Democratic state Assembly candidate Lee Snodgrass, right, stands with campaign event attendees on Aug. 12, 2020, in Appleton. The group learned about pollinator gardens during the unconventional campaign fundraiser. Angela Major/WPR
In-Person Campaigning Can Be Dangerous In a Pandemic. Wisconsin Politicians Are Finding Ways To Do it Anyway.
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At an online training session for candidates in early August, Wisconsin Democratic Party staff talked to candidates about strategy, organizing and how to rally support virtually.

"Throughout the training, they were saying things like: 'At this time, it's not safe to knock doors,'" said Lee Snodgrass, an Appleton Democrat. "But then they would also say, 'Each candidate and campaign is going to make a decision that's best for their campaign and their community.'"

In between those two statements, Snodgrass said, lies the gray area of campaigning during a pandemic.

Despite the party's warnings, Snodgrass, who is running for an open seat in the 57th Assembly District against Republican Eric Beach, is knocking on doors for her campaign. She goes by herself, without volunteers and always wears a mask. She backs up more than six feet after knocking on the door or ringing the bell, and she asks the person who comes to the door if they're comfortable speaking with her. She's trying to be sensitive to people's health concerns, and careful to avoid the risk of spreading COVID-19.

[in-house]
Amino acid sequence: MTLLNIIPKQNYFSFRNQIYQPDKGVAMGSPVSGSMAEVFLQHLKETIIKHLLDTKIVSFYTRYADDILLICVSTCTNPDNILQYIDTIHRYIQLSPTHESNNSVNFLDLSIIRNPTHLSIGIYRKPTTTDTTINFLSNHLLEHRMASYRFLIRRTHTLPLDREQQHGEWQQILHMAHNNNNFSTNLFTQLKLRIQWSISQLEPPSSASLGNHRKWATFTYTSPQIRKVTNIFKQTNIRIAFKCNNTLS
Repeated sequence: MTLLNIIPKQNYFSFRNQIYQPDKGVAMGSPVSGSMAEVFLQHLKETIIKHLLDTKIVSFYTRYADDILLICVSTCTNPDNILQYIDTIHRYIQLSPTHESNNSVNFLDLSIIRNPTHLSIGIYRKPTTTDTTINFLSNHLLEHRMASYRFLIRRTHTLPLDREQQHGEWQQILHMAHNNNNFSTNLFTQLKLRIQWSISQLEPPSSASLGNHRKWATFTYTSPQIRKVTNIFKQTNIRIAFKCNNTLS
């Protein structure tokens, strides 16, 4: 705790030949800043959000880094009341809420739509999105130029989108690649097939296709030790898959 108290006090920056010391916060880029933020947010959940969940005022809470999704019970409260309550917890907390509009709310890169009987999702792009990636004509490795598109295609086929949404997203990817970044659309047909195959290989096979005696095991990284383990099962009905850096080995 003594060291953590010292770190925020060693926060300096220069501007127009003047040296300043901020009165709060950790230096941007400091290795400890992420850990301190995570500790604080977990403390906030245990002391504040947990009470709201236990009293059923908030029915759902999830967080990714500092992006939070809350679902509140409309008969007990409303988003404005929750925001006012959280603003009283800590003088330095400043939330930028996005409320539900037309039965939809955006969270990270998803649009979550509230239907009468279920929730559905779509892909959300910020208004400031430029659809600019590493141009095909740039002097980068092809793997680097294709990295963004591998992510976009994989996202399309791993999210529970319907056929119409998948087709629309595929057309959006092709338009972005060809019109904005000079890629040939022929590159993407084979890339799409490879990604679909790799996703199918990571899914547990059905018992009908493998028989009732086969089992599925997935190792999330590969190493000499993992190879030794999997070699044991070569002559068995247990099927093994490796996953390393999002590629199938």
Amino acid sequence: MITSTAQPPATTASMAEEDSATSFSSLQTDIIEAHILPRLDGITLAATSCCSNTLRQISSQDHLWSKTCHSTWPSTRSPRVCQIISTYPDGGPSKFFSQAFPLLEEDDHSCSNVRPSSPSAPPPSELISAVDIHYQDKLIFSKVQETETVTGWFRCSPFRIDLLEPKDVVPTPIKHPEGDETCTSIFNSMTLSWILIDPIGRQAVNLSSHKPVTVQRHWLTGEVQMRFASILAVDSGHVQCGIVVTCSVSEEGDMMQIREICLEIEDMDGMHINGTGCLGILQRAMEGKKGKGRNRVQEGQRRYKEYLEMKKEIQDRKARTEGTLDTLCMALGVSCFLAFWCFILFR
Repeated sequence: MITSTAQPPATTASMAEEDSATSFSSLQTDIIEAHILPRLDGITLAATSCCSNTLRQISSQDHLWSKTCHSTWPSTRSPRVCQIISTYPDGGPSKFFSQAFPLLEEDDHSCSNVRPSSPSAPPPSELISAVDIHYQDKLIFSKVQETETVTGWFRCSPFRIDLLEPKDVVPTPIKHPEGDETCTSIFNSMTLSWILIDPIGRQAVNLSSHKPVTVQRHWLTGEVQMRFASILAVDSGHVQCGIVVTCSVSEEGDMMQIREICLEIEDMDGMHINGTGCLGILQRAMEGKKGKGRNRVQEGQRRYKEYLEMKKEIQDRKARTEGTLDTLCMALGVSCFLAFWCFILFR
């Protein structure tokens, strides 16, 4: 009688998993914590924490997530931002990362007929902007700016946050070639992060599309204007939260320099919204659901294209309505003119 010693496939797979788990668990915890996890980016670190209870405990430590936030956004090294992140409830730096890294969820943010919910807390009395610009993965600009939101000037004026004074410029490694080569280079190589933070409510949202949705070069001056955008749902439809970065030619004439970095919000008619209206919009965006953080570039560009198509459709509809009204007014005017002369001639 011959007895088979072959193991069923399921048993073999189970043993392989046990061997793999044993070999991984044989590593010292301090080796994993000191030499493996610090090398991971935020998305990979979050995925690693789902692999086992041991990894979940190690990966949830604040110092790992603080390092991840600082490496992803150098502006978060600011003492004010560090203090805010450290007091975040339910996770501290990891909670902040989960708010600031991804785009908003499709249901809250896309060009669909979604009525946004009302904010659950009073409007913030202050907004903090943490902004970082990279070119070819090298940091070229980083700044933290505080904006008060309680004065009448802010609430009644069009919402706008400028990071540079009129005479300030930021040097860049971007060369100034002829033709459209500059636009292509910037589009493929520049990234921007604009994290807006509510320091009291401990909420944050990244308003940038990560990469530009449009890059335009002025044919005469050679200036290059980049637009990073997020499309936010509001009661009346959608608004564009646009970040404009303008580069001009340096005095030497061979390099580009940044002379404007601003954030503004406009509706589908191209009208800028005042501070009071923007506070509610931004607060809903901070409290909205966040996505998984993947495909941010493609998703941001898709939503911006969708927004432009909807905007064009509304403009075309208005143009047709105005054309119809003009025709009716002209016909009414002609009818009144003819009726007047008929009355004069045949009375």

But she's also working hard to win votes in a region, the Fox Valley, that is one of the parts of Wisconsin Democrats are most hoping to swing in their direction. And even in a pandemic, there is a fundamental rule of politics:

"Voter contact," Snodgrass said, "is how you get votes."

The coronavirus brought a halt to in-person events of all sorts in March, but in the months since, many have returned — from restaurant meals and retail shopping to concerts and political speeches. And in an election year, Snodgrass is far from the only candidate navigating how to get her message out while also respecting the boundaries of anxious voters and the best advice of public health professionals.

"Voter contact," said Lee Snodgrass, a Democrat running for an open seat in the 57th Assembly District, "is how you get votes."

Wisconsin Republicans Campaign In Person More Than Democrats, But Both Sides Are Getting Creative

When it comes to campaigning during the pandemic, there's a clear partisan divide in Wisconsin. Since March, Democrats have been conducting most of their campaign organizing online, by phone and by text message. Republicans, who in July held their state convention indoors without requiring masks or social distancing, are much more likely to campaign in person. Republican state Sen. Roger Roth was part of a "Women for Trump" rally held indoors, without masks or social distancing in Neenah in late July, and it is far from the only example.